15.00 - Example Object Name in HELP Output - Teradata Database

Teradata Database SQL Data Definition Language Detailed Topics

Product
Teradata Database
Release Number
15.00
Content Type
Programming Reference
Publication ID
B035-1184-015K
Language
English (United States)

Example Object Name in HELP Output

Assume the existence of a Japanese language table named

If you submit a HELP DATABASE statement for the database that contains the table, the HELP output includes object names/titles, followed by the 3 associated name/title fields, the content of which differs based on the session character set.

For a UTF8 or UTF16 session, where the table name translates into the session character set, the table portion of the HELP output appears similar to the following, with some output lines omitted for clarity:

Table Name:

Table Dictionary Name:

Table SQL Name:

Table UEscape:?

Title: BigTable1

Dictionary Title: BigTable1

SQL Title: 'BigTable1'

Title UEscape: ?

where the ? value for UEscape represents NULL, which is used because all SQL Name and SQL Title characters are translatable into the session character set and no delimiter is required.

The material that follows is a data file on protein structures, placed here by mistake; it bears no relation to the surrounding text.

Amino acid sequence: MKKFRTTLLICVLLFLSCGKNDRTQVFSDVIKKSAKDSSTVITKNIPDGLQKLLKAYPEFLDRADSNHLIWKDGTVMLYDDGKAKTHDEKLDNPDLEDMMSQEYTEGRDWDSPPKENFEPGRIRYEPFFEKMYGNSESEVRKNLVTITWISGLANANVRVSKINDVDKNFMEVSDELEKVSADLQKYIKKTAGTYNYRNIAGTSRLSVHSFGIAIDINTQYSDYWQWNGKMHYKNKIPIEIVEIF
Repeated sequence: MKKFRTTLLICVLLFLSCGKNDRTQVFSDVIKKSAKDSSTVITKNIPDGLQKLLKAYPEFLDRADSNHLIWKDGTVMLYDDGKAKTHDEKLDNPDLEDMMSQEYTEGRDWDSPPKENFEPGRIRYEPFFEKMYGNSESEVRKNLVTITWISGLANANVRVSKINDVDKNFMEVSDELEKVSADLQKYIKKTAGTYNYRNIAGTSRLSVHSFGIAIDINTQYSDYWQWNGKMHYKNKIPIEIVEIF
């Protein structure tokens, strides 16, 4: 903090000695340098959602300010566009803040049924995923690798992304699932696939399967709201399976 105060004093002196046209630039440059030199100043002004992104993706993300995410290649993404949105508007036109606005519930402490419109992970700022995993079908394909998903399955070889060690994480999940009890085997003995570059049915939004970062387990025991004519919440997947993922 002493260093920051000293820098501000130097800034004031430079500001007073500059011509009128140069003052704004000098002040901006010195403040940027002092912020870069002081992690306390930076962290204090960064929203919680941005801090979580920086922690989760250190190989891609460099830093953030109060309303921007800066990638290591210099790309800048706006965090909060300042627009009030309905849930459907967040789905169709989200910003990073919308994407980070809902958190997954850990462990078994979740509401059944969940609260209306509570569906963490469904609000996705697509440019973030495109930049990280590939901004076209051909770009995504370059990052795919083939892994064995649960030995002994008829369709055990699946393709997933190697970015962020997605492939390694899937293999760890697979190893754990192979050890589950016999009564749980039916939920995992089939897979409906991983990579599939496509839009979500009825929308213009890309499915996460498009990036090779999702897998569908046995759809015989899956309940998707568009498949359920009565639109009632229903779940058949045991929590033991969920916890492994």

For an ASCII session, where the table name does not translate into the session character set, the table portion of the HELP output appears similar to the following:

Table Name: ^Z^Z^Z^Z

Table Dictionary Name: ^Z^Z^Z^Z

Table SQL Name: U&"\FF83\FF70\FF8C\FF9E\FF99"

Table UEscape: \

Table Title: BigTable1

Dictionary Title: BigTable1

SQL Title: 'BigTable1'

Title UEscape: ?

where:

 

Output

Description

Table Dictionary Name: ^Z^Z ^Z^Z

Each ^Z represents an ASCII replacement character, 0x1A, used to replace the 4 untranslatable characters, .

Note: The system uses ^ to represent unprintable control characters.

Table SQL Name: U&"\FF83\FF70\FF8C
\FF9E\FF99"

The SQL Name begins with U& to indicate that it is a UNICODE delimited identifier, that is, it contains untranslatable characters.

The sequence \FF83\FF70\FF8C\FF9E\FF99 is the set of UNICODE identifiers for the 4 untranslatable characters, preceded by the default delimiter character, in this case, \.

The string is enclosed in quotation marks so that the delimiter characters it contains can be used in an SQL request.

Note: The system does not return the UEscape clause, which normally closes a UNICODE delimited identifier. If you want to use a UNICODE delimited identifier in an SQL request, you need to add the UEscape clause. See “Using an SQL Name or SQL Title Value in an SQL Request” on page 901.

Table UEscape: \

Indicates the delimiter character used to separate the UNICODE identifiers in the SQL Name.

Note: Output for title entries is similar, for example, Dictionary Title and SQL Title. SQL Titles are enclosed in single quotation marks.